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Gary Gensler, Biden’s pick to head SEC, has reputation as tough regulator



In nominating Gary Gensler to serve as chairman for the Securities and Exchange Commission, President-elect Joe Biden is likely to please progressives, who have been agitating for more bank oversight after four years of deregulatory policy under President Donald Trump’s SEC pick, Jay Clayton, who stepped down in December.

“Gensler is a terrific choice to head the agency,” said Barbara Roper, director of investor protection at the Consumer Federation of America. “He’s as knowledgeable about the markets as anyone on Wall Street, so he can’t be intimidated. He’s a seasoned regulator who knows how to get things done.”

Gensler spent 18 years at Goldman Sachs before joining the Treasury Department during the Clinton administration. Following a stint at the Commodity Futures Trading Commission — where he earned a reputation as a tough regulator — he served as an economic adviser for Hillary Clinton’s 2012 and 2016 Presidential bids, and since the 2020 election, he has led the Biden transition team’s financial regulatory group.

At the CFTC, “Gary proved he was relentless and effective at adopting and implementing difficult rules. He worked very quickly, very thoughtfully, very aggressively,” said Tyler Gellasch, executive director of investor advocacy group Healthy Markets.

“The number one selling feature for Gary is his ability to cut through the noise and keep moving. He was also able to defend his rules,” Gellasch said.

The Biden administration will likely look to Gensler, who teaches a class on blockchain technology at MIT, to craft regulatory guidelines around cryptocurrency.

The left flank of the Democratic party has pushed back on potential Cabinet and agency picks with Wall Street backgrounds, preferring candidates drawn from the ranks of academia and left-leaning think tanks. But observers say Gensler’s effectiveness at pursuing and successfully implementing regulatory reforms in the wake of the financial crisis was due, in a large part, to his deep first-hand knowledge of the sector’s inner workings.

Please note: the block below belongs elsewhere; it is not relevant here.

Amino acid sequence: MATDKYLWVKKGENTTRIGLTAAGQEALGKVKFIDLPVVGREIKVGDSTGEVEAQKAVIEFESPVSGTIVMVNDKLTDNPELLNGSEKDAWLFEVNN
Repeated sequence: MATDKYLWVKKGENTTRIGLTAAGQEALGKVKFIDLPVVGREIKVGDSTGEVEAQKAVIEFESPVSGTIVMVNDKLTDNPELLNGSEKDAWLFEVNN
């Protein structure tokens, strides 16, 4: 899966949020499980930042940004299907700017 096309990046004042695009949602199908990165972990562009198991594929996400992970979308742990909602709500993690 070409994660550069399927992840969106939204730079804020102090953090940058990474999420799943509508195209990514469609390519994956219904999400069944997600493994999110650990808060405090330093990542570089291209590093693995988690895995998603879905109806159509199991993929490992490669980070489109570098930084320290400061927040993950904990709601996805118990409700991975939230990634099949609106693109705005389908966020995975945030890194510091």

Financial policy experts say unwinding the work of his predecessor is likely to be at the top of Gensler’s to-do list.

“I expect the SEC’s priority in the Biden administration will first and foremost be investor protection,” said Karen Shaw Petrou, co-founder of Federal Financial Analytics, a financial-policy consulting and analysis firm. These actions would likely include reinstating an Obama-era rule compelling brokers to work in their clients’ best interests, she added. “These could help retail investors by reducing conflicts of interest.”

Progressives are agitating for a new financial regulatory regime that will push companies to incorporate worker and shareholder equity, racial justice and environmental issues into their disclosures. “There is a pent-up demand to modernize our public company disclosures to address concerns about environmental, social and governance issues, which I think will make that an early priority,” Roper said.

“I think a lot of the agency’s agenda will focus on what I would call basic corporate accountability,” Gellasch said, adding that the SEC needs to “ensure it is pulling a lot of the private equity and venture capital and private debt markets back into a regulated space.”

The Biden administration will likely look to Gensler, who teaches a class on blockchain technology at MIT, to craft regulatory guidelines around the nascent field of cryptocurrency.

Financial-reform advocates also want to require companies to provide more disclosure about their PAC donations — a topic that has seen renewed focus in recent days, as much of corporate America pledged to reexamine its political spending in the wake of the Capitol riot.

“The SEC sets the rules for what information companies disclose and what investors and the public can do with that information,” Gellasch said.

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